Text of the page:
Dispatches > The Buzz

The Buzz

"The Buzz" Continued...

Issue: "Do the math," Nov. 7, 2009

Evolving hall

The Smithsonian's Museum of Natural History will celebrate its centennial next year by opening a new hall tracing what the federal museum calls a 6 million-year history of human evolution. The Hall of Human Origins will cost approximately $21 million and is to be funded by private donors-like David H. Koch, chemical engineer and executive vice president of Koch Industries, and Peter Buck, a physicist and co-founder of Subway restaurants-along with over $2 million from taxpayers. It is scheduled to open March 17.


"A million New Yorkers are good without God. Are you?" reads posters that go up Oct. 26 in New York subway stations. The campaign, sponsored by eight atheist organization known as the Big Apple Coalition of Reason, seeks to promote awareness of atheists in the city and, according to one spokesman, encourage "talking and thinking about religion and morality."

Virginia vote

With only days remaining before election day in Virginia, a SurveyUSA poll showed the state's Republican gubernatorial nominee Bob McDonnell with a 19 point lead over Democrat Creigh Deeds. If the margin holds, it would be the largest win for any Virginia governor of either party since 1961. The poll also shows McDonnell is drawing 31 percent of the African-American vote, another record-setting margin. Pollsters speculate that McDonnell, the former state attorney general, is doing well among blacks because he received an endorsement from prominent black businesswoman Sheila Johnson, a Democrat, while his challenger did not win endorsement from the state's leading black Democrat, former governor and Richmond mayor Douglas Wilder.


Sen. Olympia Snowe, the only Republican to vote for the Baucus healthcare bill in the Senate Finance Committee, has received a tangible protest: rock salt. Her Portland, Maine, office has received 115 pounds of the snow-busting stuff. The rock salt idea came from Erick Erickson at the blog RedState, who said Snowe "sold out the country" with her vote and therefore, "we should melt her." The Amazon rock salt seller he linked to, Ron's Home and Hardware, has received roughly 240 orders of rock salt to be sent to Snowe's office. The orders have come from all over the country, but Snowe's constituents are more likely to be pleased with her vote than not. A recent poll showed a majority in Maine supports a government-run health insurance plan.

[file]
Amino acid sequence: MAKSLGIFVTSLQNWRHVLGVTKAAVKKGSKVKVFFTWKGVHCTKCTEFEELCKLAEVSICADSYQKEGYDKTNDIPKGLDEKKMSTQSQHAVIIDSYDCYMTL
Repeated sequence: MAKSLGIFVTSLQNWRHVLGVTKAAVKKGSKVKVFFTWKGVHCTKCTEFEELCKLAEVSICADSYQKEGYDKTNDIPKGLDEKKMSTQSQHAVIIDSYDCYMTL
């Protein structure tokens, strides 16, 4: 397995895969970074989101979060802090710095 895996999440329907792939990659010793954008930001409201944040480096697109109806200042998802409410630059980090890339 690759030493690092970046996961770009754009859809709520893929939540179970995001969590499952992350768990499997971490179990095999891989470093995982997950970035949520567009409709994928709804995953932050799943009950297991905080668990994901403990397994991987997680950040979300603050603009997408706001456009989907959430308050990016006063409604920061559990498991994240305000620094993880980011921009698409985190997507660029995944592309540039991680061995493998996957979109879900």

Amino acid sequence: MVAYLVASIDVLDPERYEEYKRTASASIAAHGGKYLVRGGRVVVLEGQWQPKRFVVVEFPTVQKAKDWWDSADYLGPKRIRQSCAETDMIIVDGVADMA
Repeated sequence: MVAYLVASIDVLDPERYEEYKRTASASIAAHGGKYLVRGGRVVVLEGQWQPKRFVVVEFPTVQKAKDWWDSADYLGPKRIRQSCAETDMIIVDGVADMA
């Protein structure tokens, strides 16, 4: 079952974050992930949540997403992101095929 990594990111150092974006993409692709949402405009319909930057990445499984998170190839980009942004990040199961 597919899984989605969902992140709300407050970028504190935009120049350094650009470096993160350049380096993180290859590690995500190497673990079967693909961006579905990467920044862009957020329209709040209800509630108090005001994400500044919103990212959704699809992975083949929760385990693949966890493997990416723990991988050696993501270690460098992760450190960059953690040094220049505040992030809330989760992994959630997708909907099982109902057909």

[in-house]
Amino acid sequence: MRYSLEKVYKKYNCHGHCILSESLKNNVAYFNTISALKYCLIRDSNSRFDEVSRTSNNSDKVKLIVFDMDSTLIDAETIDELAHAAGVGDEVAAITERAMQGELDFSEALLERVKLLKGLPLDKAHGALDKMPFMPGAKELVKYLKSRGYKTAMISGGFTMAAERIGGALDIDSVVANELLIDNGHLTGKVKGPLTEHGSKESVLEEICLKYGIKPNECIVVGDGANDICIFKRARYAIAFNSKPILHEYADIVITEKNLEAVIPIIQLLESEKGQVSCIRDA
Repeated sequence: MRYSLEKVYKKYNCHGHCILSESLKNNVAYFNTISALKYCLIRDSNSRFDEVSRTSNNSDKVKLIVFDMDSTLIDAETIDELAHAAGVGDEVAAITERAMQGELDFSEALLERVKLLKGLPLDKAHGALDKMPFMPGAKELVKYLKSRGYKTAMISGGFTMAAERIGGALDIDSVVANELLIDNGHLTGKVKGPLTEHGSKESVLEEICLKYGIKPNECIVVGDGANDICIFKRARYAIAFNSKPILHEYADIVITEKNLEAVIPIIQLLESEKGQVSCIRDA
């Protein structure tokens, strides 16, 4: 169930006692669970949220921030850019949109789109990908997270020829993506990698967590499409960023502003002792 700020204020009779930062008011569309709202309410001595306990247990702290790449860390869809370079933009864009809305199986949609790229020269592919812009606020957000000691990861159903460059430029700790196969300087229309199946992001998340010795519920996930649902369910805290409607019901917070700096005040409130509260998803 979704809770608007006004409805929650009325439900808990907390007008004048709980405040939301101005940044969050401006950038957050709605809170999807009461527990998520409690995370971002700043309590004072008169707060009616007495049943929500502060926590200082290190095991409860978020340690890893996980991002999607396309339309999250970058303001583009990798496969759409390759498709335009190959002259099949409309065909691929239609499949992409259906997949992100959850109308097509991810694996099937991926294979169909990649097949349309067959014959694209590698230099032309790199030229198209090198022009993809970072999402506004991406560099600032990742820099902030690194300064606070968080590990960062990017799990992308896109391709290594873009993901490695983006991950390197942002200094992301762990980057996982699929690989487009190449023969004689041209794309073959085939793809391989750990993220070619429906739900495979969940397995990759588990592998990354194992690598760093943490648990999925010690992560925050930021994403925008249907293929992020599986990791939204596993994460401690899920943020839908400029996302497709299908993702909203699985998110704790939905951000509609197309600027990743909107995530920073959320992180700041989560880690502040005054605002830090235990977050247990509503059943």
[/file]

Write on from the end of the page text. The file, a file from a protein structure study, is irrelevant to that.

Rome and Canterbury

In a step Vatican observers say has sweeping implications for relations between the Catholic church and some 80 million Anglicans worldwide, the Vatican announced Oct. 20 the creation of new ecclesiastical structures to absorb disaffected Anglicans wishing to become Catholics. The provision, known as an "apostolic constitution," will allow those Anglicans to hold onto their distinctive spiritual practices, including the ordination of married former Anglican clergy as Catholic priests. Anglicans would be able "to enter full communion with the Catholic Church while preserving elements of the distinctive Anglican spiritual and liturgical patrimony," said Cardinal William J. Levada, prefect of the Vatican's Congregation for the Doctrine of the Faith, and an American. An apostolic constitution is the highest level of decree that the pope can issue and underscores the historic nature of the action. It "recognizes the reality of the divide within the Anglican Communion and affirms the decision to create a new North American province that embraces biblical truth," said Martyn Minns, head of the Convocation of Anglicans in North America, who said it also underscores the urgency for the Anglican Archbishop of Canterbury "to keep the Anglican family together."


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